As shown in Eq. (14), for a given group error \({{\mathcal{J}}}_{p,{\mathbb{E}}}\), the resultant error channel after symmetry verification is another group channel \({{\mathcal{J}}}_{r,{\mathbb{Q}}}\) where \({\mathbb{Q}}\) is a subgroup of \({\mathbb{E}}\) and \(r=\frac{\left|{\mathbb{Q}}\right|}{\left|{\mathbb{E}}\right|}p\). The remaining errors can then be completely removed by implementing \({{\mathcal{J}}}_{r,{\mathbb{Q}}}^{-1}\) using quasi-probability.

Similarly, if we implement the quasi-probability inverse channel \({{\mathcal{J}}}_{r,{\mathbb{Q}}}^{-1}\) first and then perform symmetry verification, we can still completely remove the group error \({{\mathcal{J}}}_{p,{\mathbb{E}}}\). The gates we need to implement in the inverse channel \({{\mathcal{J}}}_{r,{\mathbb{Q}}}^{-1}\) will not be detected and thus will not be affected by the symmetry verification. As shown in Supplementary Note 3, the resultant error channel after applying \({{\mathcal{J}}}_{r,{\mathbb{Q}}}^{-1}\) is

This is a channel that only contains the error components that are detectable by the symmetry verification with the error rate *p*_{d}.

As discussed in Section “Quasi-probability” and explicitly shown in Supplementary Note 3, we can implement additional quasi-probability operations to further reduce the error rate of the resultant channel to *q* ≤ *p*_{d}. The resultant detectable error channel will be

### NISQ limit

The number of possible error locations in the circuit, which is usually the number of gates in the circuit, will be denoted as *M*. These error locations might experience different noise with different error rates. From here on, instead of building our discussions around local gate error rates, we will see that the more natural quantity to consider in the context of NISQ error mitigation is the expected number of errors occurring in each circuit run, which is called the mean circuit error count and denoted as *μ*. In order to achieve quantum advantage using NISQ machine, we would generally expect the circuit size to be large enough to be classically intractable while the mean circuit error count should not be too far beyond unity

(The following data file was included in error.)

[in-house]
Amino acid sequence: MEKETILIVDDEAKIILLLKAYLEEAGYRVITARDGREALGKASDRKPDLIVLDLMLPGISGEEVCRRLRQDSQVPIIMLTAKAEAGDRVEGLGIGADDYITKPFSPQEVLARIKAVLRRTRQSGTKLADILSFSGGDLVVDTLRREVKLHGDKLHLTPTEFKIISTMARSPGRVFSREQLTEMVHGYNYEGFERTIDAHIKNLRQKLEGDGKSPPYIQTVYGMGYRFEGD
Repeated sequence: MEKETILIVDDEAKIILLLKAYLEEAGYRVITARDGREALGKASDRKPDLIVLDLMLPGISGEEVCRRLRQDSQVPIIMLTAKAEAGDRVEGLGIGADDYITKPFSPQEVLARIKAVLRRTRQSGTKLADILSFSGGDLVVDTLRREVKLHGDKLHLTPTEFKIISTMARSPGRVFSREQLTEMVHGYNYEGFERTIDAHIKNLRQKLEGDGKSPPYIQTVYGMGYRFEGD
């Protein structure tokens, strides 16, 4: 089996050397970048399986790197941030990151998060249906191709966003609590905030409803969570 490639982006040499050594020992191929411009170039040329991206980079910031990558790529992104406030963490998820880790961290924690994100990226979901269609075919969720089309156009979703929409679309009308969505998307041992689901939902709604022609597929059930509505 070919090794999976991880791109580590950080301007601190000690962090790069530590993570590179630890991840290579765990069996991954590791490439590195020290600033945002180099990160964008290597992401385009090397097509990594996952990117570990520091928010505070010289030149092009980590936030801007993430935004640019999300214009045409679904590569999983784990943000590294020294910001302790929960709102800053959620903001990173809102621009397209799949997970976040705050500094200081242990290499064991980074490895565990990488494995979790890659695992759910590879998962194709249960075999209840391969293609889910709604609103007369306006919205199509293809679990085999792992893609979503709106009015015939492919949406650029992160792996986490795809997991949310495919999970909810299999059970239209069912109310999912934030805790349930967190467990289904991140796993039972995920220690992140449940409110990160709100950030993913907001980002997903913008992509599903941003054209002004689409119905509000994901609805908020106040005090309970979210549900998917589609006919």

This is also called the Poisson limit since using Le Cam’s theorem, the number of errors occurring in each circuit run will follow the Poisson distribution—i.e. the probability that *l* errors occur will be

If we assume that every local error channel in the circuit can be approximated as the composition of an undetectable error channel and a detectable error channel, then symmetry verification will have no effects on the undetectable error channels and we can focus only on the detectable error channels. Alternatively, as we have seen in Section “Group errors”, we can use quasi-probability to remove all the local undetectable errors in the circuit, leaving us with only detectable error channels. The expected number of detectable errors occurring in each circuit run is denoted as *μ*_{d}. Taking the NISQ limit and using Eq. (20), the probability that *l* detectable errors occur in the circuit is

Using Eq. (5), an odd number of detectable errors will anti-commute with the symmetry and get detected while an even number of detectable errors will commute with the symmetry and pass the verification. Therefore, the total probability that the errors in the circuit will be detected by the verification of one Pauli symmetry is thus

Note that this is upper-bounded by \(\frac{1}{2}\), i.e. at most we can catch errors in half of the circuit runs.

Hence, using Eq. (2), the cost of implementing symmetry verification for one Pauli symmetry is

which is upper-bounded by 2.

After symmetry verification, the fraction of circuit runs that still have errors inside is

In Eq. (11) we have only been focusing on applying quasi-probability to one error channel. Assuming there are *M* such channels in the circuit, then using Eq. (11) and taking the NISQ limit (Eq. (20)), the sampling cost factor of transforming all *M* error channels with error probability *p*_{ϵ} into new error channels with error probability *q*_{ϵ} ≤ *p*_{ϵ} using quasi-probability is

At *q*_{ϵ} = 0, we will obtain the sampling cost of removing all the noise using quasi-probability